How to Develop a Morning Routine that Doesn’t Feel Like Groundhog Day

morning routine

You know you really should have a morning routine that sets you up for a successful rest of the day, and that hitting the snooze button three times each morning doesn’t count. And if you’re like 2/3 of American adults (per a 2019 survey by One Poll), you crave more control over your mornings. But you don’t have the energy or the time to commit to an involved morning ritual. And maybe even more importantly, you know that each day is a little different and that the thought of doing the same thing every day from now until forever is…. Daunting? Uninspiring? A little bit like the movie Groundhog Day in its repetitiveness?

Here’s the thing. A successful morning routine doesn’t have to mean that you do the exact same thing every day. You can commit to doing something good for yourself without roping yourself into monotony. What you need is to not get hung up on the specifics. Rather, you choose a structure that you can commit to and then decide, based on that day’s needs, what to fill in that structure with.

Sound confusing? Here are 5 examples of what I mean. I hope one will speak to you. As an added bonus, they are all things you can do so quickly and with such little extra effort that the odds are great that you’ll be able to do them consistently enough that they become, well, routine.

Read for 15 minutes

To me, there’s nothing more nourishing than losing yourself in a book, even if it’s only for 15 minutes. And, if you’re a book lover, doing it before you even get up and get going for the day makes you feel like you’re winning before your feet even hit the floor. The books will change; what stays constant is that you indulge in seeing the world through someone else’s eyes for just a little while every day. It broadens your horizons, opens your heart and your mind, and warms up your brain for some creative thinking.

Check in with your body—and then give it just the stretch it needs

Galina Denzel, author of Eat Well, Move Well, Live Well, suggests varying your morning routine according to what you most need that day. “Choose what would be helpful that day. Today it might be stretching your wrists and shoulders,” but tomorrow it may be lying on the floor in constructive rest, or doing a downdog. The variety will keep you engaged, and having the time devoted to whatever you need most will help you feel your best.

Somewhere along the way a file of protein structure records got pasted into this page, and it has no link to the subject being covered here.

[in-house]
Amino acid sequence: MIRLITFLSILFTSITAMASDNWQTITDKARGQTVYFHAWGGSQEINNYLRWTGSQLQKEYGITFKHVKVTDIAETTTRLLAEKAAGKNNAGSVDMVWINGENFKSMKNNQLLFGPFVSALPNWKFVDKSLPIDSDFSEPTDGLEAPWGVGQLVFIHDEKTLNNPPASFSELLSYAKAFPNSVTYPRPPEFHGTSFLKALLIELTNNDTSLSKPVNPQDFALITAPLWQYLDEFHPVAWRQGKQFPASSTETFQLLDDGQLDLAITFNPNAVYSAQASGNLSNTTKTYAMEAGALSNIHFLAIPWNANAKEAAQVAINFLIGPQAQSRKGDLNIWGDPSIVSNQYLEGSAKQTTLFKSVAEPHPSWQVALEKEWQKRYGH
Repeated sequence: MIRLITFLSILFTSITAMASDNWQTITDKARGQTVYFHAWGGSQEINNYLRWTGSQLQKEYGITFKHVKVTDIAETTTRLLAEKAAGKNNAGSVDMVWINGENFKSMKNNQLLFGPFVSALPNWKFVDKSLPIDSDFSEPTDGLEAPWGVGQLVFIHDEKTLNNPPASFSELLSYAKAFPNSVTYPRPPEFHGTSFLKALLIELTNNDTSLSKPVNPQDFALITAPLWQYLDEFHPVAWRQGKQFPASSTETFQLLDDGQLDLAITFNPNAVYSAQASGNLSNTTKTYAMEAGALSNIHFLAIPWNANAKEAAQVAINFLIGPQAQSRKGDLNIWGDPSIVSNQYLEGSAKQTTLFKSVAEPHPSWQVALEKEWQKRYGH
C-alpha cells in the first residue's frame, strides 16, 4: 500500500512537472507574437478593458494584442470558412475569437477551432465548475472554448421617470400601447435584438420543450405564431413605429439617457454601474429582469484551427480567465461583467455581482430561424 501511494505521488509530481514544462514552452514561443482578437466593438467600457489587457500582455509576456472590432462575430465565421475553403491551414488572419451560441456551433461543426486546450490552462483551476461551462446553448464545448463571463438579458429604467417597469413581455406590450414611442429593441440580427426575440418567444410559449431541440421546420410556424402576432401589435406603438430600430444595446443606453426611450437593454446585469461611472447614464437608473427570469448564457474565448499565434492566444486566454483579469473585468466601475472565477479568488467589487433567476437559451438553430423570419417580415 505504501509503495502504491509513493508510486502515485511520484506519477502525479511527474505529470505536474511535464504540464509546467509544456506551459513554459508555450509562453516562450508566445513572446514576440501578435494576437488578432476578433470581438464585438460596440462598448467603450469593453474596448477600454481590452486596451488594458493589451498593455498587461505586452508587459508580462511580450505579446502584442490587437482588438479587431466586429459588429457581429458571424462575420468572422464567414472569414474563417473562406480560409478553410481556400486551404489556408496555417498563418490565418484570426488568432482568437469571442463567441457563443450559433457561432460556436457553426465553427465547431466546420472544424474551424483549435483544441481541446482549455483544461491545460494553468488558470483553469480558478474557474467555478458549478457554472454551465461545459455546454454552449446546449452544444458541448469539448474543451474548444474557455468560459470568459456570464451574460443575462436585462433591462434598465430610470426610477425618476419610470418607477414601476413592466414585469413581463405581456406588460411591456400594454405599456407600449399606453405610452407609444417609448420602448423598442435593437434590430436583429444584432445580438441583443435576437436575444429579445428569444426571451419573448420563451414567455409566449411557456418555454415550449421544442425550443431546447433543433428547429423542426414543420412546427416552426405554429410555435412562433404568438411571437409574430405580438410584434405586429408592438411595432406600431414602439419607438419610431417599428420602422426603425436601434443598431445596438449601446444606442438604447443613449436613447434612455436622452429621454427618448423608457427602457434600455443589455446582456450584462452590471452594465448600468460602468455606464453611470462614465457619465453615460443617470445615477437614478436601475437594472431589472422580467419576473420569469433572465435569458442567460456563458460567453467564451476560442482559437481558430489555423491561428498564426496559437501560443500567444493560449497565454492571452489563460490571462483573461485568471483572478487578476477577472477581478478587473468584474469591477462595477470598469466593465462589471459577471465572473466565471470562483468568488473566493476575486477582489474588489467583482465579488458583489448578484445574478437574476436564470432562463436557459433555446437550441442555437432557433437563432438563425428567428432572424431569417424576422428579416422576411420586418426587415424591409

Listen to a daily podcast

There’s a new crop of short, daily podcasts that can be listened to in just a few minutes, including Before Breakfast with Laura Vanderkam and my own podcast, How to Be a Better Person. These podcasts put a positive voice in your head and constructive marching orders for the rest of the day.

Have a morning beverage, alone

A morning routine doesn’t have to be virtuous to be beneficial. In fact, the more you enjoy it, the more you will stick with it, says executive coach Patty Lennon. “Any routine I’ve had that lasted more than 12 months was designed around what I really wanted to do as opposed to something that felt like a ‘should.'” And who doesn’t want to enjoy a tasty cup of coffee or tea in the morning? Wake up 15 minutes before everyone else to enjoy your coffee, or tea, or hot cocoa, or turmeric latte (you get to choose based on what you have on hand and what sounds good) in quiet.

Fill up a gorgeous notebook

Every day, open up a notebook you love and spend 10 minutes putting something down on paper—it could be a journal entry, a drawing, song lyrics, the dream you had last night, or a to-do list. It’s not what you write that counts; it’s that you give your inner thought process a chance to reveal itself each day.

I hope one of these speaks to you and inspires you to claim some time in the morning for yourself in a way that feels fun, new, and exciting, and not like you’re stuck in a loop of sameness from now until you can figure out how to get Andie McDowell to kiss you!


Want to be a better person, but don’t know where to start?

My new daily podcast, How to Be a Better Person, is here to help by sharing one simple thing you can do in the next 24 hours to rise. My mission? To help you live your best life.

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